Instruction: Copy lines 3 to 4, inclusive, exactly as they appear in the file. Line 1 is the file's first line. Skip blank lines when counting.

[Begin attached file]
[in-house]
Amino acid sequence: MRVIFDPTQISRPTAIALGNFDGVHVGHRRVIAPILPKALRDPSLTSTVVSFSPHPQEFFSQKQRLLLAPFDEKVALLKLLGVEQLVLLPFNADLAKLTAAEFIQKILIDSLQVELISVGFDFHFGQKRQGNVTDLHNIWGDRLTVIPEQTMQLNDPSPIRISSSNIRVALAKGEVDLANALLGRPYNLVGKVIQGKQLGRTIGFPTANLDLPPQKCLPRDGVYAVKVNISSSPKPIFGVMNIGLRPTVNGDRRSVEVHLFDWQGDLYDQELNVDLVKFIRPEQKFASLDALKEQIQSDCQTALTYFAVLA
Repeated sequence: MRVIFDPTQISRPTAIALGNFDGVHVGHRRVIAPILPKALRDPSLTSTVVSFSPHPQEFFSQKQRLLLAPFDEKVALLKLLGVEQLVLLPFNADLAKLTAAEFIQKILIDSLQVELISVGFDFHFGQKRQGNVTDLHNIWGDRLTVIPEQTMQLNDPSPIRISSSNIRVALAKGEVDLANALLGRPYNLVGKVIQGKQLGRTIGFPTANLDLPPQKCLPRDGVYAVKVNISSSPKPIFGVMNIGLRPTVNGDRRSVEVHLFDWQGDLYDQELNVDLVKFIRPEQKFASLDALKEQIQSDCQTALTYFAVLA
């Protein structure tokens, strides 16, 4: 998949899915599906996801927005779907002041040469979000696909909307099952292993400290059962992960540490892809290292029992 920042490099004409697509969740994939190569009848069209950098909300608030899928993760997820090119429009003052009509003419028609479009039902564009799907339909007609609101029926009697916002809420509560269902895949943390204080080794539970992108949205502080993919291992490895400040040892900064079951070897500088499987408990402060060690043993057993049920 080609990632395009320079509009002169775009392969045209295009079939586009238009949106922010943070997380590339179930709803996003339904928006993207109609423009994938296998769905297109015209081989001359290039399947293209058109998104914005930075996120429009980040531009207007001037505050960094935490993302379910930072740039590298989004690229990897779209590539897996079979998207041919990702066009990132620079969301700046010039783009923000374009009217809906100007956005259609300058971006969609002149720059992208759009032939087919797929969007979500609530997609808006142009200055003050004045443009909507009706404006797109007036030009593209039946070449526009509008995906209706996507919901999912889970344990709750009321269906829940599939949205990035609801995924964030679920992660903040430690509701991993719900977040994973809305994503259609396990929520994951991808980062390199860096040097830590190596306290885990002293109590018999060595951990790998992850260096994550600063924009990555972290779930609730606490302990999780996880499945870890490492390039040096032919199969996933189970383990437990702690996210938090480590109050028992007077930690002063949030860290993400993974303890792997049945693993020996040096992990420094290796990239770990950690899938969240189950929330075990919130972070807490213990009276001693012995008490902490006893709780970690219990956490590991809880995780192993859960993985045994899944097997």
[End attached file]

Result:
Repeated sequence: MRVIFDPTQISRPTAIALGNFDGVHVGHRRVIAPILPKALRDPSLTSTVVSFSPHPQEFFSQKQRLLLAPFDEKVALLKLLGVEQLVLLPFNADLAKLTAAEFIQKILIDSLQVELISVGFDFHFGQKRQGNVTDLHNIWGDRLTVIPEQTMQLNDPSPIRISSSNIRVALAKGEVDLANALLGRPYNLVGKVIQGKQLGRTIGFPTANLDLPPQKCLPRDGVYAVKVNISSSPKPIFGVMNIGLRPTVNGDRRSVEVHLFDWQGDLYDQELNVDLVKFIRPEQKFASLDALKEQIQSDCQTALTYFAVLA
């Protein structure tokens, strides 16, 4: 998949899915599906996801927005779907002041040469979000696909909307099952292993400290059962992960540490892809290292029992 920042490099004409697509969740994939190569009848069209950098909300608030899928993760997820090119429009003052009509003419028609479009039902564009799907339909007609609101029926009697916002809420509560269902895949943390204080080794539970992108949205502080993919291992490895400040040892900064079951070897500088499987408990402060060690043993057993049920 080609990632395009320079509009002169775009392969045209295009079939586009238009949106922010943070997380590339179930709803996003339904928006993207109609423009994938296998769905297109015209081989001359290039399947293209058109998104914005930075996120429009980040531009207007001037505050960094935490993302379910930072740039590298989004690229990897779209590539897996079979998207041919990702066009990132620079969301700046010039783009923000374009009217809906100007956005259609300058971006969609002149720059992208759009032939087919797929969007979500609530997609808006142009200055003050004045443009909507009706404006797109007036030009593209039946070449526009509008995906209706996507919901999912889970344990709750009321269906829940599939949205990035609801995924964030679920992660903040430690509701991993719900977040994973809305994503259609396990929520994951991808980062390199860096040097830590190596306290885990002293109590018999060595951990790998992850260096994550600063924009990555972290779930609730606490302990999780996880499945870890490492390039040096032919199969996933189970383990437990702690996210938090480590109050028992007077930690002063949030860290993400993974303890792997049945693993020996040096992990420094290796990239770990950690899938969240189950929330075990919130972070807490213990009276001693012995008490902490006893709780970690219990956490590991809880995780192993859960993985045994899944097997």